A study released in 2011 by the Institute of Mental Health reported that most people who suffered from a mental illness had their first onset of illness when they were in their twenties.
The counsellors at Touch Community Services also shared that many of the youth they meet for counselling sessions have some form of mental health issue which, if left unmanaged, may lead to destructive behaviours like self-harm.
Some of the young people were not aware of their condition, while others were afraid to seek help for fear of being judged by their peers - because of the stigma surrounding mental illnesses.
To that end, it is important to empower our youth with knowledge about the topic.
Over the last three years, Touch Community Services has promoted mental health awareness in the community through the Light Of Hope-themed train and the Light Of Hope Run.
The Light Of Hope Run aims to raise public awareness and fight the social stigma related to depression and mental health.
It encourages people with mental health issues to step out of darkness into the light, with the support of loved ones and the community.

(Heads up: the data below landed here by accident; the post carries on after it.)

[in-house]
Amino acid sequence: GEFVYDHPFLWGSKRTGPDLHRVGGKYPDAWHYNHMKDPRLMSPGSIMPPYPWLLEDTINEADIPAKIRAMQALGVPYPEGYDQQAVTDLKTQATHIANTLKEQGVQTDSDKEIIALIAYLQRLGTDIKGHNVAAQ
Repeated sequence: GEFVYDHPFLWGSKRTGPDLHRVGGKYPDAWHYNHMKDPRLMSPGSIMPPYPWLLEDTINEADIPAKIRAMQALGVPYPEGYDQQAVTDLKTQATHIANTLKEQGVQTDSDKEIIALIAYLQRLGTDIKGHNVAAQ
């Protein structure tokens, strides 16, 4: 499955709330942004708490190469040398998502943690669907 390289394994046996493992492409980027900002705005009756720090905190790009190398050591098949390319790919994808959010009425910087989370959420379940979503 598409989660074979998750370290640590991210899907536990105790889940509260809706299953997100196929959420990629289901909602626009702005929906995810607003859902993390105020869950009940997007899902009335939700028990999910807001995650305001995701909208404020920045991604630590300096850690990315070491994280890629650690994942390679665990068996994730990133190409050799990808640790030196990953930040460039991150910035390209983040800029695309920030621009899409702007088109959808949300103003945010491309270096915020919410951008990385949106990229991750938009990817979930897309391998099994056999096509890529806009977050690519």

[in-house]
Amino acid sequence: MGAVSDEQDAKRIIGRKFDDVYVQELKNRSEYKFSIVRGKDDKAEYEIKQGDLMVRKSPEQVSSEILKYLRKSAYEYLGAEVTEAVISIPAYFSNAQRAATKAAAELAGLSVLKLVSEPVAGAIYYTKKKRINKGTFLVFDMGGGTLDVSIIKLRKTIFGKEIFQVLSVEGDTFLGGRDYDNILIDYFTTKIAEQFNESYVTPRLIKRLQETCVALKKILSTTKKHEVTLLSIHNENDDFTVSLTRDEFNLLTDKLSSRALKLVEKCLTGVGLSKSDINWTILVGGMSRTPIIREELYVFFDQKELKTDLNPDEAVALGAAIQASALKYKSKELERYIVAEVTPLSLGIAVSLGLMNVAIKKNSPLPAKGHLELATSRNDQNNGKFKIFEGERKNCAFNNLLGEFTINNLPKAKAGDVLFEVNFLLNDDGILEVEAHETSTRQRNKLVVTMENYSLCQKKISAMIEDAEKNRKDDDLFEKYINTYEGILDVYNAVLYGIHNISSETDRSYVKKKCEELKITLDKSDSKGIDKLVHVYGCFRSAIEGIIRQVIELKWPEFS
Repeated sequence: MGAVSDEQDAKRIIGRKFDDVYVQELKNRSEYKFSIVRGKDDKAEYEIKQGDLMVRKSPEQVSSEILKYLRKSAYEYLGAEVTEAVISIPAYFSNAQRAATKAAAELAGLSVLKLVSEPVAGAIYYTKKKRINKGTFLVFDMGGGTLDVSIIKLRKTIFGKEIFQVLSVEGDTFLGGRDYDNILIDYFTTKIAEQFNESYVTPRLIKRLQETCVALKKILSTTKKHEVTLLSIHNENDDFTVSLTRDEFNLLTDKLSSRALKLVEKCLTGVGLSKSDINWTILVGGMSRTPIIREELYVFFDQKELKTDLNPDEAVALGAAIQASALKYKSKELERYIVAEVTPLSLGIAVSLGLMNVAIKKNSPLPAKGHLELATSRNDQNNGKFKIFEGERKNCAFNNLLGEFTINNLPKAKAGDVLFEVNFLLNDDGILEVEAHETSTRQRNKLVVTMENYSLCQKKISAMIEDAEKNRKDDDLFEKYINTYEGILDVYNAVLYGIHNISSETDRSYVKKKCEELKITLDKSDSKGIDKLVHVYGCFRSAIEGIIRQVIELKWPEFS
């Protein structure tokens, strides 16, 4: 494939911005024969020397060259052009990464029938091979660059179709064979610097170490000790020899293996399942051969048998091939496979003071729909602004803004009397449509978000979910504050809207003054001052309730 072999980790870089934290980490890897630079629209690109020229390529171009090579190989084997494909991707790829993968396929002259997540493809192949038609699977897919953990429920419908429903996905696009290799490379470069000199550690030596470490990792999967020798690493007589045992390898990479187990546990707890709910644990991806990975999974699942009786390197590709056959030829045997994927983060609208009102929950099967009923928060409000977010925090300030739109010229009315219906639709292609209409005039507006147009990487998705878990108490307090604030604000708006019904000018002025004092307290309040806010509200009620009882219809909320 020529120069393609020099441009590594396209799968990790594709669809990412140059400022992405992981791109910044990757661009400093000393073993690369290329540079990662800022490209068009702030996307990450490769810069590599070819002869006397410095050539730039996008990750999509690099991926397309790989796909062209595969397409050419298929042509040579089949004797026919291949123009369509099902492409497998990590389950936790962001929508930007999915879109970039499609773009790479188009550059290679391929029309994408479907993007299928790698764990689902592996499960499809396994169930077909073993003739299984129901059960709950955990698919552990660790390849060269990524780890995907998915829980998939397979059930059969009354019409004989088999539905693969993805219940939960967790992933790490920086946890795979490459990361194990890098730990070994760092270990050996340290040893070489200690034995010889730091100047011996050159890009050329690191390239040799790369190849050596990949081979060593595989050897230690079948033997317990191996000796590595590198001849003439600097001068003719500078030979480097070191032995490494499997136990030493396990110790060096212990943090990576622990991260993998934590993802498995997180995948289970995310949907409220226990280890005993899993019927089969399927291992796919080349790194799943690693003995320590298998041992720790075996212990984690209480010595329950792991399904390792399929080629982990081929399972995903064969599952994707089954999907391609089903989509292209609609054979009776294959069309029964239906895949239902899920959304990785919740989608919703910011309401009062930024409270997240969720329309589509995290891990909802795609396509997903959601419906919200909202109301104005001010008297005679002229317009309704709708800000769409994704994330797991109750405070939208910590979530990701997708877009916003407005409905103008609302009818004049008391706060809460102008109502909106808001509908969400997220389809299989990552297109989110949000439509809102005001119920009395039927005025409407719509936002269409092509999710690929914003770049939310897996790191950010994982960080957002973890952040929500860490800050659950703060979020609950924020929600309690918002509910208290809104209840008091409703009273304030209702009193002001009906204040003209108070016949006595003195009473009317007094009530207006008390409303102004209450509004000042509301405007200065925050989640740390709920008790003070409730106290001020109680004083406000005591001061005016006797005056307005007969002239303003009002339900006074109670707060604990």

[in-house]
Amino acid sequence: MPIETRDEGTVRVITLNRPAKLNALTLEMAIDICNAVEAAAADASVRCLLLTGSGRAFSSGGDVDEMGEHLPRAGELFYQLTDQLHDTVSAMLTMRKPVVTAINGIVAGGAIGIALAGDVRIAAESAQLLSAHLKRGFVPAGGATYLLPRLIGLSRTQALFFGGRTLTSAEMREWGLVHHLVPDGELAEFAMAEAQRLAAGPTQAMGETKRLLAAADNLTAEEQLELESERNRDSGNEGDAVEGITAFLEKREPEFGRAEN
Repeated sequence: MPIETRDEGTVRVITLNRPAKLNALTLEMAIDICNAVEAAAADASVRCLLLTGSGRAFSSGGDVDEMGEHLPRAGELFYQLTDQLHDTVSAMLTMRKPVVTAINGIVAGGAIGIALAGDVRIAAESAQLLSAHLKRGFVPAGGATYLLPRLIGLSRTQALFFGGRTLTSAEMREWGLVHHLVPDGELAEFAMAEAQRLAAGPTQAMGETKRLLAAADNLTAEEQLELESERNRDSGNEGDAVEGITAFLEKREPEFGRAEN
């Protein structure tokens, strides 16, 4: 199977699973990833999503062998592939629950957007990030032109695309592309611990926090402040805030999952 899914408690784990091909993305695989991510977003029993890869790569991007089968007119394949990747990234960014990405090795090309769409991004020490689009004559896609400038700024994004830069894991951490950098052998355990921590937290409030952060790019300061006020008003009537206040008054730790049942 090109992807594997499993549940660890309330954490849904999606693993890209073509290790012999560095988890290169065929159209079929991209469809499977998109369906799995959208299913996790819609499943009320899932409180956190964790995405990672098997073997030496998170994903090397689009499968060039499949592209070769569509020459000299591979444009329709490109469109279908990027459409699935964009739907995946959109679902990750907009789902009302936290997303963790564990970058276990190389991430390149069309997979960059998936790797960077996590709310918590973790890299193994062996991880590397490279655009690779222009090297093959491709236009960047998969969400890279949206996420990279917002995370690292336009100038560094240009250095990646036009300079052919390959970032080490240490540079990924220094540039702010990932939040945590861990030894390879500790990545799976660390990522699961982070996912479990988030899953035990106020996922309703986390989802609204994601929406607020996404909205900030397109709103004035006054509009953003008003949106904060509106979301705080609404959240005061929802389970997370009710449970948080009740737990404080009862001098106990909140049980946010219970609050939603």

In October, we piloted the Do You M.I.N.D. programme specially for schools, exploring topics related to depression, eating disorders, self-harm, anxiety, and obsessive compulsive behaviour.
Designed as fun and interactive station activities, the programme guides students in taking practical steps to moderate eating habits and striving towards a balanced and healthy lifestyle.
We have had good feedback from schools and students, and plan to engage 7,500 more young people through schools over the next three years.
If we can put accurate knowledge of mental health into the minds of our young and shape their perspectives on the issue from an early age, we stand a better chance of building resilience in our youth and helping them cope better with stressors in life.
Pam Kaur (Ms) Manager, Mental Health Programme, Touch Community Services